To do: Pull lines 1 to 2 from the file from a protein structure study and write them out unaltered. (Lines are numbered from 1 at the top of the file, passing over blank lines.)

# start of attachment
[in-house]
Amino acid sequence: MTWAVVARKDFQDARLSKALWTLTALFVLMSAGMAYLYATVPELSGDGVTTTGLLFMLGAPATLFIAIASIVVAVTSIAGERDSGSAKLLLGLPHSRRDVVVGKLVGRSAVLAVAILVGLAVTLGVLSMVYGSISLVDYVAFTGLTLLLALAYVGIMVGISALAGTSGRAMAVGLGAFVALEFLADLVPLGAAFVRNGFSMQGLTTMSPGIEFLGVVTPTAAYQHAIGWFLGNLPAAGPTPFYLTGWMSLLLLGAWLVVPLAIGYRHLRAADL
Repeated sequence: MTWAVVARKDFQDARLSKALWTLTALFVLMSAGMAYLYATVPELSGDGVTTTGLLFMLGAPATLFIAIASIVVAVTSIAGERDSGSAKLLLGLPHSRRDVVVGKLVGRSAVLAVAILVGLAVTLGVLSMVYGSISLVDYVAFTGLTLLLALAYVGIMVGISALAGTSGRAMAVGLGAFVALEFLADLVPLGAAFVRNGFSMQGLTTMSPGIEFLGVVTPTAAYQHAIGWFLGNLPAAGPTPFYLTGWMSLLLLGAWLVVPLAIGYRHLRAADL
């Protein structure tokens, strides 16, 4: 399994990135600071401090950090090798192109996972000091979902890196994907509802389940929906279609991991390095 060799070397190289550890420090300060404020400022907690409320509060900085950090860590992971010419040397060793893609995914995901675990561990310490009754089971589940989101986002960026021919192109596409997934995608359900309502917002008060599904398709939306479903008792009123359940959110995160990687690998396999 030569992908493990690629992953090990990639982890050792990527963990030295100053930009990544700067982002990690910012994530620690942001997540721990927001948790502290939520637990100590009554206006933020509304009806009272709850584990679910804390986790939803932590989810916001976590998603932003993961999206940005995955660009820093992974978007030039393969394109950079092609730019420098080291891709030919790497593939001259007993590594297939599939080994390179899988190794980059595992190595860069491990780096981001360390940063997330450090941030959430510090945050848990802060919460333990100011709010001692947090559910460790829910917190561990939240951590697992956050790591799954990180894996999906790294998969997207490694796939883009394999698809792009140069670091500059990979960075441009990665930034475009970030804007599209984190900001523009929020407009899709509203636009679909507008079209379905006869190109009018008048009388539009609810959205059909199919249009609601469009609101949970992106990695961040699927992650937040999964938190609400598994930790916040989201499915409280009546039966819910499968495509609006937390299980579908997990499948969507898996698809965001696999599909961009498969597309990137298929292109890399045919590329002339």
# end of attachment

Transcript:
[in-house]
Amino acid sequence: MTWAVVARKDFQDARLSKALWTLTALFVLMSAGMAYLYATVPELSGDGVTTTGLLFMLGAPATLFIAIASIVVAVTSIAGERDSGSAKLLLGLPHSRRDVVVGKLVGRSAVLAVAILVGLAVTLGVLSMVYGSISLVDYVAFTGLTLLLALAYVGIMVGISALAGTSGRAMAVGLGAFVALEFLADLVPLGAAFVRNGFSMQGLTTMSPGIEFLGVVTPTAAYQHAIGWFLGNLPAAGPTPFYLTGWMSLLLLGAWLVVPLAIGYRHLRAADL